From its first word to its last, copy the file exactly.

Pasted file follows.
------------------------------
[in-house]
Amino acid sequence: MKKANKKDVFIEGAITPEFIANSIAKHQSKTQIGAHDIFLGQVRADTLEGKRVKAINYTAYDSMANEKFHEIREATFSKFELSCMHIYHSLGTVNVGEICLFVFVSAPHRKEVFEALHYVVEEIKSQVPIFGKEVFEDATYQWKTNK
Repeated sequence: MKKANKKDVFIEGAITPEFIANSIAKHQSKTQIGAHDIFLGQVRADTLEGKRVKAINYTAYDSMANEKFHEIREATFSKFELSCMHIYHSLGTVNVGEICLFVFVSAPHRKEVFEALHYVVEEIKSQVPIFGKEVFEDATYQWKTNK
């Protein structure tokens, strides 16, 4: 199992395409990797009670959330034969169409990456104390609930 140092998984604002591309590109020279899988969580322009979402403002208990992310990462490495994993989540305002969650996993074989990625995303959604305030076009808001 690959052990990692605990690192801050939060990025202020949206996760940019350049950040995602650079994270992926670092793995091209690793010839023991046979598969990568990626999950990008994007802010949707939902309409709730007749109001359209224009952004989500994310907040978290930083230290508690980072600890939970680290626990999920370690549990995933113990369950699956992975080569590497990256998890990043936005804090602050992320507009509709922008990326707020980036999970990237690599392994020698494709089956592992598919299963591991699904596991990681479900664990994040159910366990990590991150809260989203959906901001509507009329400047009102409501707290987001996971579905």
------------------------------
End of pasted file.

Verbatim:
[in-house]
Amino acid sequence: MKKANKKDVFIEGAITPEFIANSIAKHQSKTQIGAHDIFLGQVRADTLEGKRVKAINYTAYDSMANEKFHEIREATFSKFELSCMHIYHSLGTVNVGEICLFVFVSAPHRKEVFEALHYVVEEIKSQVPIFGKEVFEDATYQWKTNK
Repeated sequence: MKKANKKDVFIEGAITPEFIANSIAKHQSKTQIGAHDIFLGQVRADTLEGKRVKAINYTAYDSMANEKFHEIREATFSKFELSCMHIYHSLGTVNVGEICLFVFVSAPHRKEVFEALHYVVEEIKSQVPIFGKEVFEDATYQWKTNK
């Protein structure tokens, strides 16, 4: 199992395409990797009670959330034969169409990456104390609930 140092998984604002591309590109020279899988969580322009979402403002208990992310990462490495994993989540305002969650996993074989990625995303959604305030076009808001 690959052990990692605990690192801050939060990025202020949206996760940019350049950040995602650079994270992926670092793995091209690793010839023991046979598969990568990626999950990008994007802010949707939902309409709730007749109001359209224009952004989500994310907040978290930083230290508690980072600890939970680290626990999920370690549990995933113990369950699956992975080569590497990256998890990043936005804090602050992320507009509709922008990326707020980036999970990237690599392994020698494709089956592992598919299963591991699904596991990681479900664990994040159910366990990590991150809260989203959906901001509507009329400047009102409501707290987001996971579905």